Three hundred billion dollars.
That’s how much Americans forked out for prescription medications last year, with roughly one in two adults having taken a prescription in the past month. Almost one in three took two or more prescriptions at once. And women were more likely to pop pills than men.
This, according to Prevention magazine, which cites numbers from the Center For Disease Control which suggest, if nothing else, we love our pills when they come from the doctor. And sometimes, we’d prefer to take medicine to cure our ailments than to look deeper and tackle what’s causing the problem.
Cue nature. More specifically, look to the many natural remedies that can not only reduce many of the health issues that affect the American woman, they can do so without those ugly side effects. They may be more affordable, too.
Be honest, how often do you wash a burger down with cola? If you’re like most of us, you do it at least twice a week. That’s a whole lot of empty calories in your diet that add up, stack on the pounds AND contribute to acne, wavering sex drive, and more ominous health concerns like cancer and diabetes.
The following herbals may not cure a life-threatening illness. Nor will they make up for a lifetime of smoking if that’s been an issue. What they will do is fill in many of the nutritional gaps in your diet. And treat acne, prevent migraines, and make premenstrual syndrome a whole lot more comfortable.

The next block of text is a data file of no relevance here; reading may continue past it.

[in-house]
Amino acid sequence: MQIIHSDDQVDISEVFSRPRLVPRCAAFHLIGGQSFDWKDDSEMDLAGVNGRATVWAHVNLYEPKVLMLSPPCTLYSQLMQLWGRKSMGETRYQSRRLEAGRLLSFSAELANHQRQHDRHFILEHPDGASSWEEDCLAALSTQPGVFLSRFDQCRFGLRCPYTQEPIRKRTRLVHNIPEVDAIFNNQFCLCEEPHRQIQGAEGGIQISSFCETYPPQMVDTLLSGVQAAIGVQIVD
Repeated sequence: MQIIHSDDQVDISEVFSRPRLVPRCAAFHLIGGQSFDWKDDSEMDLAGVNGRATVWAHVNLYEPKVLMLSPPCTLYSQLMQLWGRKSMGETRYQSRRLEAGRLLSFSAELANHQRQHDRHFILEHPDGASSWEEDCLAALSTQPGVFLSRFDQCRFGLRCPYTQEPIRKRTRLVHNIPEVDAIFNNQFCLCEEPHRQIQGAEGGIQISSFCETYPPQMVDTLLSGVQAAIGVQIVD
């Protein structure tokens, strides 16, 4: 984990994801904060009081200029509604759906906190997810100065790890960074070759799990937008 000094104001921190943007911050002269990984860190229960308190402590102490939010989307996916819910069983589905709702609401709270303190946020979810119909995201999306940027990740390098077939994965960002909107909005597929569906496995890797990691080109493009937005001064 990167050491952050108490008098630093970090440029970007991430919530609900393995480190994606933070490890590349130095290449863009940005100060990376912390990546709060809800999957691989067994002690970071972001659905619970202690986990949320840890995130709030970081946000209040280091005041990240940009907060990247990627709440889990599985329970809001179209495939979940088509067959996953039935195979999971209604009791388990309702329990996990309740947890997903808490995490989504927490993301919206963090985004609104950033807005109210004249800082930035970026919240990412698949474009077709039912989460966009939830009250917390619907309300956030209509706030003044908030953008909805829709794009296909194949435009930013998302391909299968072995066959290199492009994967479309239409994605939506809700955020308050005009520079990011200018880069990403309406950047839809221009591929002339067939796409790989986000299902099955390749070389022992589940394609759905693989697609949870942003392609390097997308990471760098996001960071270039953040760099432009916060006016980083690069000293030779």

Unless otherwise stated, it’s best to get these nutrients within a daily supplement. Speak with your doctor if you have any specific medical conditions or concerns about interactions with existing medications.
With that said, put these all-star nutrients in your diet and enjoy the results!
Black Cohosh Root – From eastern North America, this member of the buttercup family has been used for hundreds of years by Native Americans for a variety of health issues.
Best For: Reduction of hot flashes, painful periods and symptoms of menopause.
How Much You Need: Aim for 40 mg of black cohosh each day, taken as a supplement, ideally with a major brand offered at your local health store.
Special Considerations: Avoid black cohosh root if you have a history of autoimmune disease or liver problems.
Ginseng – The Ginseng family has eleven members, all of which hail from Asia and North America. Ginseng has a long history as an aphrodisiac.
Best For: Take your pick – ginseng increases your immunity, boosts metabolism, increases mental focus and memory and may even reduce risk of cancer and diabetes.
How Much You Need: One to two grams of dry powder each day will do the trick or 200 mg as a standardized extract. Stay with respected brands that are standardized to 4% ginsenosides.
Special Considerations: Ginseng is not recommended for pregnant women or those who are breast-feeding. You’ll most often find ginseng marketed as Asian, Panax, Chinese or Korean ginseng root.
Take ginger with you the next time you’re trolling the high seas; ginger can reduce motion sickness and vomiting from pregnancy.
Liquorice Root – From the liquorice plant of southern Europe and parts of Asia, liquorice root is of particular interest to women who struggle with hormone fluctuations.